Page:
Yellow is the colour of youth. It bursts forth from every corner of this bare room, touching the trees and holding the wooden floorboards together. It is the colour of sunlight: of the birth of spring, tickling your face as you wake up, announcing its own arrival, reminding you that it is here. Yellow is the colour of water hydrating every inch of your existence, of the rippled duvets that caress your body as you sink into a midday slumber, and the coffee that revives you as soon as you wake up. It is the colour that paper becomes when your fingertips trace over old journals, and the old songs you hum as you do so. Yellow is the colour of tote bags and adventures and wide-legged trousers – of cactuses and museum dates and childhood memories – of uncontrollable laughter and evenings spent indoors with friends, on the floor, eating pizza. It is the colour of unexpected conversations and friendships, the colour that takes care of you when the world becomes a little too much to handle, the colour that washes away who you were yesterday when you step into the shower. And when you die, yellow flowers will be there, to quietly and unobtrusively remind the world that you were once here, that you have lived a good life, and that you had chosen to paint it yellow.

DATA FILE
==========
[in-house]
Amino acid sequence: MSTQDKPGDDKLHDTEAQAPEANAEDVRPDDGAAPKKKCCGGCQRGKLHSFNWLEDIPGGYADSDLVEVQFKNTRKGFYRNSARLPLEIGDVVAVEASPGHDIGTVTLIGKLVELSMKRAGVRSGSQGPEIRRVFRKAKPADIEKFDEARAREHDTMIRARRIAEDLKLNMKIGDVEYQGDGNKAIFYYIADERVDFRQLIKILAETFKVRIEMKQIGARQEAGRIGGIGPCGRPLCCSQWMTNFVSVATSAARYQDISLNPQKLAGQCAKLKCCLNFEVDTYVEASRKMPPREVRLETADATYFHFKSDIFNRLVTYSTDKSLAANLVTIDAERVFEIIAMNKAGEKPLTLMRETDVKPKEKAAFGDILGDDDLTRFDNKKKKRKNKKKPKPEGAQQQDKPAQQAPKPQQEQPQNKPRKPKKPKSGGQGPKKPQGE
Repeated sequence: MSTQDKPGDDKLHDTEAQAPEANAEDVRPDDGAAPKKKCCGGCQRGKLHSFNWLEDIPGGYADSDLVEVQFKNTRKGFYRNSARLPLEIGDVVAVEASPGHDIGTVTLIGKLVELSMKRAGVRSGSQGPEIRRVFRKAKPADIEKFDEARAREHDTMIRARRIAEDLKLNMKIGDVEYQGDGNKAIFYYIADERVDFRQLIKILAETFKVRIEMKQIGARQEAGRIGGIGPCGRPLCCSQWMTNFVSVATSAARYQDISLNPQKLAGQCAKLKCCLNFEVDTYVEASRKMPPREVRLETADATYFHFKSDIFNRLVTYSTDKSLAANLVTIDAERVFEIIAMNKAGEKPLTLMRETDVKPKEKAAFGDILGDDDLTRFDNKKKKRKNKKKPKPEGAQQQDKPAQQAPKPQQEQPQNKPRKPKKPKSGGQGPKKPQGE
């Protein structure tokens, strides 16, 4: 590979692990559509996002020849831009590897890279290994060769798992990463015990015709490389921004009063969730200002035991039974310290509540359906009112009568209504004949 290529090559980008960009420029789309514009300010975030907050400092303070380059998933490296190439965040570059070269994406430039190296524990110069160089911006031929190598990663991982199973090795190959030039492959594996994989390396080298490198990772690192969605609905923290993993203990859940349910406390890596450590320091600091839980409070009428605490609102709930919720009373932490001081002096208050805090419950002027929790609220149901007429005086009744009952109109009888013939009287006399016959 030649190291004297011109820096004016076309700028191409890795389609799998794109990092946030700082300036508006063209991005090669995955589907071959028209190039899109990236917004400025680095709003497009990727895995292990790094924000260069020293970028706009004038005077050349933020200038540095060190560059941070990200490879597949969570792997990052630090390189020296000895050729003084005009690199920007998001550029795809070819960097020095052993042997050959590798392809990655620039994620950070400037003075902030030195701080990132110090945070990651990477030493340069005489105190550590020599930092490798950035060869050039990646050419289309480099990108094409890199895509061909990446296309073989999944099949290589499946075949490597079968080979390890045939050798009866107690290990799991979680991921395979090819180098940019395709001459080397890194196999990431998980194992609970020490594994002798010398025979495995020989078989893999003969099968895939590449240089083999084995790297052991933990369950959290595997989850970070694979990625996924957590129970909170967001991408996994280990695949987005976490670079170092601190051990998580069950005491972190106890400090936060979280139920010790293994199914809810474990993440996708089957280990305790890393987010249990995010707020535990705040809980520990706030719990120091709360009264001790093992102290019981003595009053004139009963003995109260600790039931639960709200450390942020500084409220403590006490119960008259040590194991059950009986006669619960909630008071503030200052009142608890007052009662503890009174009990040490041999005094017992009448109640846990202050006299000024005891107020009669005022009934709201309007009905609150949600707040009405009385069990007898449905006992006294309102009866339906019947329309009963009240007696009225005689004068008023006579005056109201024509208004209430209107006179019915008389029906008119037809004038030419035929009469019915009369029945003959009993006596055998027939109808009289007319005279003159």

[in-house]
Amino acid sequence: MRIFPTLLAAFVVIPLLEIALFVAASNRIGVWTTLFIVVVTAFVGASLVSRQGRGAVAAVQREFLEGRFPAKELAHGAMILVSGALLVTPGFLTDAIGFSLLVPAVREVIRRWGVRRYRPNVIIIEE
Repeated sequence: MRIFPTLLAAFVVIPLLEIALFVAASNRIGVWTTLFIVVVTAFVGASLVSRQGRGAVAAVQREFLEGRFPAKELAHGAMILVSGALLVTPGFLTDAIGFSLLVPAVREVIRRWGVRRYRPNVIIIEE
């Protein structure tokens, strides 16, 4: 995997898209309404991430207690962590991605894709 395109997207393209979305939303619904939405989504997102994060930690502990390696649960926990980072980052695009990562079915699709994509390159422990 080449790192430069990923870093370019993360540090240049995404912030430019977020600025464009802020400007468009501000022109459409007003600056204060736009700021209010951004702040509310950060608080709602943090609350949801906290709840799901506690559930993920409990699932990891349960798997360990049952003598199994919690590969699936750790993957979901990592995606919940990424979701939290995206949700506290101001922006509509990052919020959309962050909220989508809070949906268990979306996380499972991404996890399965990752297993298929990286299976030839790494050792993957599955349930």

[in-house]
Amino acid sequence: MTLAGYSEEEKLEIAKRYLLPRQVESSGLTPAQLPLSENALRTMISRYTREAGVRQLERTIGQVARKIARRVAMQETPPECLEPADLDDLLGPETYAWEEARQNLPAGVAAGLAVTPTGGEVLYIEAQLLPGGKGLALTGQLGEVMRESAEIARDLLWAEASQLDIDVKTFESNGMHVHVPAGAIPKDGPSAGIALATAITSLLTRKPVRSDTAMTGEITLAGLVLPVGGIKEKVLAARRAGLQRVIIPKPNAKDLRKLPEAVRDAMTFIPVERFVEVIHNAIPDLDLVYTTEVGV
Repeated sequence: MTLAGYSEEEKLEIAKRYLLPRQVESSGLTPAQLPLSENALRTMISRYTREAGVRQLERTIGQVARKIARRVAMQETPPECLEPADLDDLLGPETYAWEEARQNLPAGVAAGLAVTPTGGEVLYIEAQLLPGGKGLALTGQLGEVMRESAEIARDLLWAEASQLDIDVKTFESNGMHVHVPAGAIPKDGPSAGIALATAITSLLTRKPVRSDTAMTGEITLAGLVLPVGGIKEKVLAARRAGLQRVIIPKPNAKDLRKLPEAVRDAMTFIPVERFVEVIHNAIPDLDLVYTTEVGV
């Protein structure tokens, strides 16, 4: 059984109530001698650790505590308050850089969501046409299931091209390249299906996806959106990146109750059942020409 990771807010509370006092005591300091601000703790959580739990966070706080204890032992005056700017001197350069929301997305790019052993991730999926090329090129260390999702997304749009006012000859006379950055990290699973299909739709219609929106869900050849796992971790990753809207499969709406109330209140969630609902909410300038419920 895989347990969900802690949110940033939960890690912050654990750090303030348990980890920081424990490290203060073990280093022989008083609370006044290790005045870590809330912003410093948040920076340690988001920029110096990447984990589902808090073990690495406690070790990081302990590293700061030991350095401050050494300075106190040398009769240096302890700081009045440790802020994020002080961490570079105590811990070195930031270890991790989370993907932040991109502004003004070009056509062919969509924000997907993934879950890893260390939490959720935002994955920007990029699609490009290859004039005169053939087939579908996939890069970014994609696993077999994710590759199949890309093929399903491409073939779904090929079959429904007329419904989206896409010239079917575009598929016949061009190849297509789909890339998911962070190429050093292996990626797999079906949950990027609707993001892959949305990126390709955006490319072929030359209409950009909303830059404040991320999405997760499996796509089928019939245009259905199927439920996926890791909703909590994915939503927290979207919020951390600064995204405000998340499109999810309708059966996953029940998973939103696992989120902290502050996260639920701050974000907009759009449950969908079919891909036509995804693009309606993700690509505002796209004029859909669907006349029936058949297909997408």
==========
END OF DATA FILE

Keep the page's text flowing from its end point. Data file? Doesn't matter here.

Sadia Ahmed, 2018